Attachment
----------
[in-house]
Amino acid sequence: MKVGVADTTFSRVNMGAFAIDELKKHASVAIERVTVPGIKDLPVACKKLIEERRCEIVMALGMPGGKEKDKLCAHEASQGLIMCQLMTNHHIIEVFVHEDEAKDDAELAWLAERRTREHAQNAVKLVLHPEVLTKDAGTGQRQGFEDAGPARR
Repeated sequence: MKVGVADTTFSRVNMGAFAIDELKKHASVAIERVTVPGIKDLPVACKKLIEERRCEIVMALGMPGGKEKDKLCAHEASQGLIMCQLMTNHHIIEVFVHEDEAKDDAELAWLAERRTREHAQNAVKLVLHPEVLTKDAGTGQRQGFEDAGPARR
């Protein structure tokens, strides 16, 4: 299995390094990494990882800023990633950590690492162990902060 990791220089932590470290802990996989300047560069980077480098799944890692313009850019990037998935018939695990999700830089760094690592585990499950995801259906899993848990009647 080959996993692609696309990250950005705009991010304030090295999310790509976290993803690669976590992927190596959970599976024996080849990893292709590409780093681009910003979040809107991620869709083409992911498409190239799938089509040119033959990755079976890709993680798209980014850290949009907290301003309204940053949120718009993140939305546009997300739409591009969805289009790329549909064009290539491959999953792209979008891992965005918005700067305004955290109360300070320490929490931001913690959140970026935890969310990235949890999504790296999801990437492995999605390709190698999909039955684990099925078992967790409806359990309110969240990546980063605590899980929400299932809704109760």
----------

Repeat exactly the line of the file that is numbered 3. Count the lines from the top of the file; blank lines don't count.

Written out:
Repeated sequence: MKVGVADTTFSRVNMGAFAIDELKKHASVAIERVTVPGIKDLPVACKKLIEERRCEIVMALGMPGGKEKDKLCAHEASQGLIMCQLMTNHHIIEVFVHEDEAKDDAELAWLAERRTREHAQNAVKLVLHPEVLTKDAGTGQRQGFEDAGPARR